Open Access Research article

Construction of an American mink Bacterial Artificial Chromosome (BAC) library and sequencing candidate genes important for the fur industry

Razvan Anistoroaei12*, Boudewijn ten Hallers2, Michael Nefedov2, Knud Christensen1 and Pieter de Jong2

Author Affiliations

1 University of Copenhagen, The Faculty of Life Sciences, Department of Basic Animal and Veterinary Sciences, Division of Animal Genetics and Bioinformatics, Groennegaardsvej 3, Frederiksberg C, Denmark

2 Children's Hospital Oakland Research Institute, BACPAC Resources, 747 52nd Street, Oakland, California 94609-1809, USA

For all author emails, please log on.

BMC Genomics 2011, 12:354  doi:10.1186/1471-2164-12-354

Published: 8 July 2011

Abstract

Background

Bacterial artificial chromosome (BAC) libraries continue to be invaluable tools for the genomic analysis of complex organisms. Complemented by the newly and fast growing deep sequencing technologies, they provide an excellent source of information in genomics projects.

Results

Here, we report the construction and characterization of the CHORI-231 BAC library constructed from a Danish-farmed, male American mink (Neovison vison). The library contains approximately 165,888 clones with an average insert size of 170 kb, representing approximately 10-fold coverage. High-density filters, each consisting of 18,432 clones spotted in duplicate, have been produced for hybridization screening and are publicly available. Overgo probes derived from expressed sequence tags (ESTs), representing 21 candidate genes for traits important for the mink industry, were used to screen the BAC library. These included candidate genes for coat coloring, hair growth and length, coarseness, and some receptors potentially involved in viral diseases in mink. The extensive screening yielded positive results for 19 of these genes. Thirty-five clones corresponding to 19 genes were sequenced using 454 Roche, and large contigs (184 kb in average) were assembled. Knowing the complete sequences of these candidate genes will enable confirmation of the association with a phenotype and the finding of causative mutations for the targeted phenotypes.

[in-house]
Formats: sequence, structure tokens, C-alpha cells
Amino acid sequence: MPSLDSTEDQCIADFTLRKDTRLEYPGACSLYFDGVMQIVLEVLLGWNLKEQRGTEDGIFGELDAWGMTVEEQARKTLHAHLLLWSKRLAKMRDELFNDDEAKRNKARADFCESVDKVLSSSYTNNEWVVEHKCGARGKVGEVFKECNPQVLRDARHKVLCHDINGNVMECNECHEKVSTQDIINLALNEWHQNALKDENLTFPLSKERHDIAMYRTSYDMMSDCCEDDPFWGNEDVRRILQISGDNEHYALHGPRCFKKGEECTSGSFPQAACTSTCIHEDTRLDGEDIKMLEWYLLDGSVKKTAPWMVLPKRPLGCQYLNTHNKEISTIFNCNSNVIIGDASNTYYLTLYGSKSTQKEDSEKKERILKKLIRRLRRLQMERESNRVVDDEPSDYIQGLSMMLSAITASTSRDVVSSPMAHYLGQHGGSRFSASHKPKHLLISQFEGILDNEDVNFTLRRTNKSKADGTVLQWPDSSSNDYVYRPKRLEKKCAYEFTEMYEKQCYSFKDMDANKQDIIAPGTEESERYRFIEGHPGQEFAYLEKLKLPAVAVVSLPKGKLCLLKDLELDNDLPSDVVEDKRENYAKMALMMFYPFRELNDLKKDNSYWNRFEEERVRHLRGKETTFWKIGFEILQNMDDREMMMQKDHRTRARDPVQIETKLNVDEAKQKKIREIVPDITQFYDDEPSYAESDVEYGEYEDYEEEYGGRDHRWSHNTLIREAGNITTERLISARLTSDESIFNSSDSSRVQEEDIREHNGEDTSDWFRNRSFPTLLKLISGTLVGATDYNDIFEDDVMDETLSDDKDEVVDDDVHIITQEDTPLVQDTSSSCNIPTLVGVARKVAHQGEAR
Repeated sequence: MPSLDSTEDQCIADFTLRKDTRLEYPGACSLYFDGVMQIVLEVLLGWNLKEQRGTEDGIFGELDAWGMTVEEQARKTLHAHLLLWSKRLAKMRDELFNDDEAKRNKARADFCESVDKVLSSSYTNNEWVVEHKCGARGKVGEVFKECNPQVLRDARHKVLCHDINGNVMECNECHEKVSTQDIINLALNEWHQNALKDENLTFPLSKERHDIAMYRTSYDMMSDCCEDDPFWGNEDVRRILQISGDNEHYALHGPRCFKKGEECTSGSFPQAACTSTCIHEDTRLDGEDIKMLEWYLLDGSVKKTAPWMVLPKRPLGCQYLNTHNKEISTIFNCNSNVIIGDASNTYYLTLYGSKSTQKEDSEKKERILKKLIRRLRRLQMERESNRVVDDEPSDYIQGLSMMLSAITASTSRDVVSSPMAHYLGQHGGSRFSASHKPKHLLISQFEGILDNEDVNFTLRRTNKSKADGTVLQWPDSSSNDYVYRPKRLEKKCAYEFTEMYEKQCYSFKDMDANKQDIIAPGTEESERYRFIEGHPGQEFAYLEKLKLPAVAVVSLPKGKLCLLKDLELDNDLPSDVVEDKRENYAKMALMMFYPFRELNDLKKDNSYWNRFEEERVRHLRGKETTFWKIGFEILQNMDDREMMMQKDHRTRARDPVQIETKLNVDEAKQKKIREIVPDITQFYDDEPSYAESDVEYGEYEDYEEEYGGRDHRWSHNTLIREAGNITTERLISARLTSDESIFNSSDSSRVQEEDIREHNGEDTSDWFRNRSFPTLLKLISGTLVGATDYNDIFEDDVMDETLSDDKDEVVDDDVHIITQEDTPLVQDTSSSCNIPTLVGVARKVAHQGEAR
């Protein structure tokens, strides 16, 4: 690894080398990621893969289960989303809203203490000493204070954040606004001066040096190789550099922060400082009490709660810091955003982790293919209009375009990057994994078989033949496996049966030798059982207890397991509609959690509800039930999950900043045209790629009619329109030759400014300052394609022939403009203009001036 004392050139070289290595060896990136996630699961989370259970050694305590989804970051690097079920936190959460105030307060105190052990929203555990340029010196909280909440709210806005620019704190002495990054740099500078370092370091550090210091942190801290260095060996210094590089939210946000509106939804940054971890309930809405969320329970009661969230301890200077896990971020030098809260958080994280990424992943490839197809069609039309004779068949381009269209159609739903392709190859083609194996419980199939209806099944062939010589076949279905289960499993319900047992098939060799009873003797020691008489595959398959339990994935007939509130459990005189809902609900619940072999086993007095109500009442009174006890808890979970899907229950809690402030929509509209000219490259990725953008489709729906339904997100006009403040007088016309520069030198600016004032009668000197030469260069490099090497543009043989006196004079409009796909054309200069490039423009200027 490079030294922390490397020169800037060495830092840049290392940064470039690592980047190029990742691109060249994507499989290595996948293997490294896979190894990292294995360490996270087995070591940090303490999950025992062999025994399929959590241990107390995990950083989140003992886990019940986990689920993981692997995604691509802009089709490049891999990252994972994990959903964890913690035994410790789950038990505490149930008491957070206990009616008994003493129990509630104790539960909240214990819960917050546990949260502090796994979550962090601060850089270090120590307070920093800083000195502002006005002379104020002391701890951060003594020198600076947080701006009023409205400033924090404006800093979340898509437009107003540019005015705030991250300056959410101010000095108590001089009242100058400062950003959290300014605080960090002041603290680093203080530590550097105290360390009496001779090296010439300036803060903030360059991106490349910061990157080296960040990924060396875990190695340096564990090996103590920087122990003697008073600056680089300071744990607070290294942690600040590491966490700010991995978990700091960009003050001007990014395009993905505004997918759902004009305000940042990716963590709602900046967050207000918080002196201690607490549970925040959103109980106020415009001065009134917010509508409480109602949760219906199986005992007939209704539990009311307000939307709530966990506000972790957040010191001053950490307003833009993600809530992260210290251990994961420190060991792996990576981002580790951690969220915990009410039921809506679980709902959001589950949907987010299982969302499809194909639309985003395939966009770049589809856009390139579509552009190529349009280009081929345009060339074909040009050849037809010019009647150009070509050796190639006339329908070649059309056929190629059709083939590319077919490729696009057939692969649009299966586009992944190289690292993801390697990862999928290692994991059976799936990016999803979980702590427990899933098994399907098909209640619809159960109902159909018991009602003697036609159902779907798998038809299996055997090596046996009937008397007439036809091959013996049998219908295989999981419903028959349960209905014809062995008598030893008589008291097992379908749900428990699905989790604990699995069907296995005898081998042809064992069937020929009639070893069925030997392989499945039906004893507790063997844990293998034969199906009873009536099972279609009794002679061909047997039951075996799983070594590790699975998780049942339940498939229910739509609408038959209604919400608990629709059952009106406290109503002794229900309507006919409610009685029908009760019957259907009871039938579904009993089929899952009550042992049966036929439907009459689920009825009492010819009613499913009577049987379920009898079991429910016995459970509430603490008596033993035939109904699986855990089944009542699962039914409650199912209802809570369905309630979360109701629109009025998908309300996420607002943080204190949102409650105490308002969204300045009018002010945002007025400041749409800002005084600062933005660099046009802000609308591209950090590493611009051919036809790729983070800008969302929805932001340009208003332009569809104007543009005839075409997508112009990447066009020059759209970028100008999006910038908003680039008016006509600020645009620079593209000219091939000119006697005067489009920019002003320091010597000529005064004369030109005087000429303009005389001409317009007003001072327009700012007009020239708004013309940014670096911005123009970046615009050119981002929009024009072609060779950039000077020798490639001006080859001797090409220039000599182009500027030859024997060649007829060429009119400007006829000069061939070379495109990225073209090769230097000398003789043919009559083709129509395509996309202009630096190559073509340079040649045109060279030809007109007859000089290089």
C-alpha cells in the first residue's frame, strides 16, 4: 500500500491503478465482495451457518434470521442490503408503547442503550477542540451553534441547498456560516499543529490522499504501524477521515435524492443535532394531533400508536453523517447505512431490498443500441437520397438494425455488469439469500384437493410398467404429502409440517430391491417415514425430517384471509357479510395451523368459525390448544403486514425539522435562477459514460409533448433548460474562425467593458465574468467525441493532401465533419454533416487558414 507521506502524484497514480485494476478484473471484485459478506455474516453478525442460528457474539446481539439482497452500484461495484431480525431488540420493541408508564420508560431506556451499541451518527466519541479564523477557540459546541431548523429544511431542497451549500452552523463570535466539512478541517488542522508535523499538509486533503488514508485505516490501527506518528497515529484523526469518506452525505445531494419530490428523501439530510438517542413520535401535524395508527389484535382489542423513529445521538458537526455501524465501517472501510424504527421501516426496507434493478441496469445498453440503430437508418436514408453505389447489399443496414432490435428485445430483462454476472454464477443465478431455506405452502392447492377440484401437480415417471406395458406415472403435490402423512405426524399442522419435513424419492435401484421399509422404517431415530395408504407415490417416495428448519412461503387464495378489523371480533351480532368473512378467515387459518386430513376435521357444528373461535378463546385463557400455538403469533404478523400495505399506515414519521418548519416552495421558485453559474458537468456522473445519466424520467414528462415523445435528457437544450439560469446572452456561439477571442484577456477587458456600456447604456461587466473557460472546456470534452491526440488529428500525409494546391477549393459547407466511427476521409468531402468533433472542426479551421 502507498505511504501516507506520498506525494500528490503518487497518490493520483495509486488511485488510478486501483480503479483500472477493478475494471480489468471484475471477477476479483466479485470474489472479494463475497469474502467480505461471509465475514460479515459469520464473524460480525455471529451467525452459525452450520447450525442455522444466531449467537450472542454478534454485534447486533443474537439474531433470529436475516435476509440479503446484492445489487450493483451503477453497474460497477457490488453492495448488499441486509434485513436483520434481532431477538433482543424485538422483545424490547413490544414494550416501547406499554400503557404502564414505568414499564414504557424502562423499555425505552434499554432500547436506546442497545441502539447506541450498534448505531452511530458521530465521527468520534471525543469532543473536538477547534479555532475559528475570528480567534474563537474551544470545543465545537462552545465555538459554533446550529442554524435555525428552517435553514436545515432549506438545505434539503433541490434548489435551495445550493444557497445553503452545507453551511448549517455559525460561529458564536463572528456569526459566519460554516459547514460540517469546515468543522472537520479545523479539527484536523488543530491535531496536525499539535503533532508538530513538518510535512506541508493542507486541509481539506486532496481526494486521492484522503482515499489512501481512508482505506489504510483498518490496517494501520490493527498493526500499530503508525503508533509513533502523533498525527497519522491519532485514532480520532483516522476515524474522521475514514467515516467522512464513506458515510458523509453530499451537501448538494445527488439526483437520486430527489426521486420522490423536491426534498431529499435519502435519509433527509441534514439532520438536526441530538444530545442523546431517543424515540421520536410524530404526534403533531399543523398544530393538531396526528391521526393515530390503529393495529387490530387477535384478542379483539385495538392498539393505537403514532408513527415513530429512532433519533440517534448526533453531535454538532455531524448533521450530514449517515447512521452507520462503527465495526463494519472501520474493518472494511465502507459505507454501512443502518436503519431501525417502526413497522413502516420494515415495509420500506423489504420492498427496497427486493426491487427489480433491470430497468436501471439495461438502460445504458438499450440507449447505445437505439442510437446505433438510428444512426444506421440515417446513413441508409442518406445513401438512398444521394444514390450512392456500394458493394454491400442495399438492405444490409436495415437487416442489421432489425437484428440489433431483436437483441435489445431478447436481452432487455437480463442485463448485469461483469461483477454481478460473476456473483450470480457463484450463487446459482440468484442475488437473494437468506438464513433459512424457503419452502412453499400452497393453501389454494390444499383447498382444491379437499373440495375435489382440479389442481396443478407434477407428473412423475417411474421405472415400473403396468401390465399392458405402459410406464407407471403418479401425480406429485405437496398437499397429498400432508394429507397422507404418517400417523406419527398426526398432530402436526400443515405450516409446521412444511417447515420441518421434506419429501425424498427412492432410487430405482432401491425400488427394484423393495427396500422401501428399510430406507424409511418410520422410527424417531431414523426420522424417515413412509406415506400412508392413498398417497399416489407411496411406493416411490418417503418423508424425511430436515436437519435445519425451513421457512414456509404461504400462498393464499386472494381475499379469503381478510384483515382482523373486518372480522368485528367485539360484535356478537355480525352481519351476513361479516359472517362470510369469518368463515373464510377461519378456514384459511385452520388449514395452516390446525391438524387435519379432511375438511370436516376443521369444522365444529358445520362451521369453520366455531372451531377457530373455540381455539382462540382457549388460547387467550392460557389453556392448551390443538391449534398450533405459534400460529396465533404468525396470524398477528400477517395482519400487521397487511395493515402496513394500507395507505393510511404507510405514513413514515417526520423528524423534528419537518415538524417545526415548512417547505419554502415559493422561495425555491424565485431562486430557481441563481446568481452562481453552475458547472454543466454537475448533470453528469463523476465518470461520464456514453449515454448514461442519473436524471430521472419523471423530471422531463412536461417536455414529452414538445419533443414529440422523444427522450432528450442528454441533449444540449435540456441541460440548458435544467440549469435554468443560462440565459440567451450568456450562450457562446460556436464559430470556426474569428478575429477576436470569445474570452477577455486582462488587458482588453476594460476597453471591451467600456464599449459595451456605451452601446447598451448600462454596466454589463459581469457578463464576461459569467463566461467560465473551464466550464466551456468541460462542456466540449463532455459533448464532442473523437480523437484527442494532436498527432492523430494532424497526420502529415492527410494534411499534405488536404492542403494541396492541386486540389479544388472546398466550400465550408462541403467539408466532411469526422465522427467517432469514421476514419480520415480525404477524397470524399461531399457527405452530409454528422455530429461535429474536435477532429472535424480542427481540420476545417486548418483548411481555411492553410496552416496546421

Additionally, 1577 BAC clones were end sequenced; 2505 BAC end sequences (80% of BACs) were obtained. An excess of 2 Mb has been analyzed, thus giving a snapshot of the mink genome.

Conclusions

The availability of the CHORI-321 American mink BAC library will aid in identification of genes and genomic regions of interest. We have demonstrated how the library can be used to identify specific genes of interest, develop genetic markers, and for BAC end sequencing and deep sequencing of selected clones. To our knowledge, this is the first report of 454 sequencing of selected BAC clones in mammals and re-assures the suitability of this technique for obtaining the sequence information of genes of interest in small genomics projects. The BAC end sequences described in this paper have been deposited in the GenBank data library [HN339419-HN341884, HN604664-HN604702]. The 454 produced contigs derived from selected clones are deposited with reference numbers [GenBank: JF288166-JF288183 & JF310744].